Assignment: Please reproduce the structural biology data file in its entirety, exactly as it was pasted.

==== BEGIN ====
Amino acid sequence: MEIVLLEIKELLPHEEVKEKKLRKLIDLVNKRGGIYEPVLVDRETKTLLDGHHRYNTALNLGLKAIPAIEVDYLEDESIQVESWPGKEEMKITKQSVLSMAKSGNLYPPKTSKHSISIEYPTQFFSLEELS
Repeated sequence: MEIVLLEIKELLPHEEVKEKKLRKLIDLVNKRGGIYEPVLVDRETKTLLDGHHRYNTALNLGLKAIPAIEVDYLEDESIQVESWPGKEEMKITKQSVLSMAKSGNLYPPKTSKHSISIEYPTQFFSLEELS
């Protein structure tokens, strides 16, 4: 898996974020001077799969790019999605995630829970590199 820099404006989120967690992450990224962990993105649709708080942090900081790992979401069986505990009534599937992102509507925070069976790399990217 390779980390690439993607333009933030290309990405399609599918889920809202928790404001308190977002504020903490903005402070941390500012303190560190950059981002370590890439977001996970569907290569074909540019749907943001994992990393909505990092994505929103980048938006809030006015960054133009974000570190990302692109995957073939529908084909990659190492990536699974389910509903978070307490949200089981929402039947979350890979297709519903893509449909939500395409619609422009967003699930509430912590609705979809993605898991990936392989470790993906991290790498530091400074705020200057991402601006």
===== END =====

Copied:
Amino acid sequence: MEIVLLEIKELLPHEEVKEKKLRKLIDLVNKRGGIYEPVLVDRETKTLLDGHHRYNTALNLGLKAIPAIEVDYLEDESIQVESWPGKEEMKITKQSVLSMAKSGNLYPPKTSKHSISIEYPTQFFSLEELS
Repeated sequence: MEIVLLEIKELLPHEEVKEKKLRKLIDLVNKRGGIYEPVLVDRETKTLLDGHHRYNTALNLGLKAIPAIEVDYLEDESIQVESWPGKEEMKITKQSVLSMAKSGNLYPPKTSKHSISIEYPTQFFSLEELS
């Protein structure tokens, strides 16, 4: 898996974020001077799969790019999605995630829970590199 820099404006989120967690992450990224962990993105649709708080942090900081790992979401069986505990009534599937992102509507925070069976790399990217 390779980390690439993607333009933030290309990405399609599918889920809202928790404001308190977002504020903490903005402070941390500012303190560190950059981002370590890439977001996970569907290569074909540019749907943001994992990393909505990092994505929103980048938006809030006015960054133009974000570190990302692109995957073939529908084909990659190492990536699974389910509903978070307490949200089981929402039947979350890979297709519903893509449909939500395409619609422009967003699930509430912590609705979809993605898991990936392989470790993906991290790498530091400074705020200057991402601006």